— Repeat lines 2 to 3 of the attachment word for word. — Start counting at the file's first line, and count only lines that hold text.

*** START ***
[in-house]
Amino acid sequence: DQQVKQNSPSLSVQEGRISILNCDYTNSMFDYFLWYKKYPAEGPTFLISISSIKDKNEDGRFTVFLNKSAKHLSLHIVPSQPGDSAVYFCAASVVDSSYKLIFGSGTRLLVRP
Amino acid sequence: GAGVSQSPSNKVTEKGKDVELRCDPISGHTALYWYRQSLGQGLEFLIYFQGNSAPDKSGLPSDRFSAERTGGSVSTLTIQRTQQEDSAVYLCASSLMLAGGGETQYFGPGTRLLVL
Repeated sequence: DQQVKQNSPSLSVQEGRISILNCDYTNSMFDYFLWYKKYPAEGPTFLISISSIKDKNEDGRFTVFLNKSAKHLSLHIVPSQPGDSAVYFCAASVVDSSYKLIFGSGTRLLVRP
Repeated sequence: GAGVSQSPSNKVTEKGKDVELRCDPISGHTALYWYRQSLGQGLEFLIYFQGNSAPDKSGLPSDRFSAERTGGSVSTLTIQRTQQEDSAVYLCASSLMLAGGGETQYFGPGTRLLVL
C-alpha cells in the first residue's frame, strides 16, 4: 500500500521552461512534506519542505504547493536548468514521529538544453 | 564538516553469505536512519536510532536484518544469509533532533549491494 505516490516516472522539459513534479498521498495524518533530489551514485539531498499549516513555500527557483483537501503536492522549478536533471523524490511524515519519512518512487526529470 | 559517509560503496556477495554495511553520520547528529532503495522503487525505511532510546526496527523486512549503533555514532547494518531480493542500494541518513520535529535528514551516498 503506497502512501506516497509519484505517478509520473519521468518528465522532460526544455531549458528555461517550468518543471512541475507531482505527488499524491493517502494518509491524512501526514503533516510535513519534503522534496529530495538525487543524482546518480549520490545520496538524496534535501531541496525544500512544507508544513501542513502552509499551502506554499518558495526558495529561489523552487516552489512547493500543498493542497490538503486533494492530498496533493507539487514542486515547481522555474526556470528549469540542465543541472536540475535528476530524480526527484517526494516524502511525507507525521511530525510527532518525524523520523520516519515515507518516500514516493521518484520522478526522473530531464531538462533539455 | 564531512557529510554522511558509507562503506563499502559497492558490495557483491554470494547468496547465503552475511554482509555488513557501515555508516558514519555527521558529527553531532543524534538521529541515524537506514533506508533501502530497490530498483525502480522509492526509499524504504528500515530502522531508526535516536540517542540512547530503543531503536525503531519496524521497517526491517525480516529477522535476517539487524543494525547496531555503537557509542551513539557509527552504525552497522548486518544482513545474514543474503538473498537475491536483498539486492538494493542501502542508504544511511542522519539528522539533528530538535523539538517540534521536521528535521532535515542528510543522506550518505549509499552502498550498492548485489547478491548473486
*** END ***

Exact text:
Amino acid sequence: DQQVKQNSPSLSVQEGRISILNCDYTNSMFDYFLWYKKYPAEGPTFLISISSIKDKNEDGRFTVFLNKSAKHLSLHIVPSQPGDSAVYFCAASVVDSSYKLIFGSGTRLLVRP
Amino acid sequence: GAGVSQSPSNKVTEKGKDVELRCDPISGHTALYWYRQSLGQGLEFLIYFQGNSAPDKSGLPSDRFSAERTGGSVSTLTIQRTQQEDSAVYLCASSLMLAGGGETQYFGPGTRLLVL